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Click the tartan to view its entry in The Scottish Registers of Tartans which includes registration details, restrictions, and registrant information.


Unregistered tartans may link to one of the web's online design environments for similar information.


For any questions about reproduction of designs or weaving of these tartans, please contact the registrant directly or via this website.

Curling is Cool Day

"Curling is sweeping the nation!"

Sometimes thought of as "chess on ice" for the necessary strategy and teamwork, the sport of Curling has been described as the ‘Roarin’ Game’, with the ‘roar’ coming from the noise of a granite stone as it travels over the ice. Although Curling's exact origins are unclear, it is widely believed to be one of the world’s oldest team sports! In its earliest days, Curling was played on frozen lochs and ponds, but all national and international competitive curling competitions now take place in indoor rinks with the condition and temperature of the ice carefully controlled. The first recognized curling clubs were formed in Scotland, and became popularized in the 19th century and exported wherever Scots settled around the world in cold climates, most notably at that time in Canada, United States, Sweden, Switzerland, Norway and New Zealand. The first Rules were drawn up in Scotland and formally adopted by the Grand Caledonian Curling Club, formed in Edinburgh in 1838. Four years later, following a demonstration of curling on the ballroom floor of Scone Palace near Perth by the Earl of Mansfield during a visit by Queen Victoria, the Queen was so fascinated by the game that in 1843 she gave permission for the Club’s name to be changed to the Royal Caledonian Curling Club. Curling stones are fashioned from Scottish granite, traditionally fashioned from Blue Hone and Ailsa Craig Common Green granite taken from the Ailsa Craig. 🥌 🥌 🥌 🧹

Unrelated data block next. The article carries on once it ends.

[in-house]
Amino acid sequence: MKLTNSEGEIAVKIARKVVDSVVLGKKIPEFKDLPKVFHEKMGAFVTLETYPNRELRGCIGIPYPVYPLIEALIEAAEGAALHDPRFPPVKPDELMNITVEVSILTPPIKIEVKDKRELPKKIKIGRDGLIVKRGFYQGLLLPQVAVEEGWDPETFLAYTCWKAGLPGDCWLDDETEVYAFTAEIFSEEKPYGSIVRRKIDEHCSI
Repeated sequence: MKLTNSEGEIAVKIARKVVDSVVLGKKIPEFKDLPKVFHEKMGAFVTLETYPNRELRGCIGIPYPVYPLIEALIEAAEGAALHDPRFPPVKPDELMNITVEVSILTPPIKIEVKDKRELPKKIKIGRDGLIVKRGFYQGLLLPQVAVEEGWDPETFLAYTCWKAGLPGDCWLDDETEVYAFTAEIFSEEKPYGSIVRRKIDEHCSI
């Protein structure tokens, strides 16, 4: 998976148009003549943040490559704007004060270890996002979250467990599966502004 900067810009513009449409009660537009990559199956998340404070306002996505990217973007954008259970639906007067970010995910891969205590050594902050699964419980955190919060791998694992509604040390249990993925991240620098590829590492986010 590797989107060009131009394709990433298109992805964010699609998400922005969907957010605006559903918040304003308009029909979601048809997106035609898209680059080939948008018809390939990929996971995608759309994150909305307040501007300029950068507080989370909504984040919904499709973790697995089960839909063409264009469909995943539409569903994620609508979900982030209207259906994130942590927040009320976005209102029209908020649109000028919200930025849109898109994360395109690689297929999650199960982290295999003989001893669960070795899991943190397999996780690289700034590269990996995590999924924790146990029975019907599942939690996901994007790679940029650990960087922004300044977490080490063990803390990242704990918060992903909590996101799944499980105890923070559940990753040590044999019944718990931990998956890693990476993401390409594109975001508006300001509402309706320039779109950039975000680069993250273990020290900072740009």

Curling is a sport in which players slide stones on a sheet of ice towards a target area which is segmented into four concentric circles. It is related to bowls, boules and shuffleboard. Two teams, each with four players, take turns sliding heavy, polished granitestones, also called rocks, across the ice curling sheet towards the house, a circular target marked on the ice. Each team has eight stones. The purpose is to accumulate the highest score for a game; points are scored for the stones resting closest to the centre of the house at the conclusion of each end, which is completed when both teams have thrown all of their stones. A game usually consists of eight or ten ends.

The curler can induce a curved path by causing the stone to slowly turn as it slides, and the path of the rock may be further influenced by two sweepers with brooms who accompany it as it slides down the sheet, using the brooms to alter the state of the ice in front of the stone.

From the Scottish Register of Tartans:

"The Grand Caledonian Curling Club was established in 1838. By 1842 the new national association had obtained Royal patronage and has ever since been known as The Royal Caledonian Curling Club (RCCC). The Royal Caledonian Curling Club tartan was created in 2013, the RCCC’s 175th anniversary year. Colours: blue, red and azure represent the target area; gold, maroon and navy reflect the RCCC brand."

For more the physics of curling, click the curling stones!

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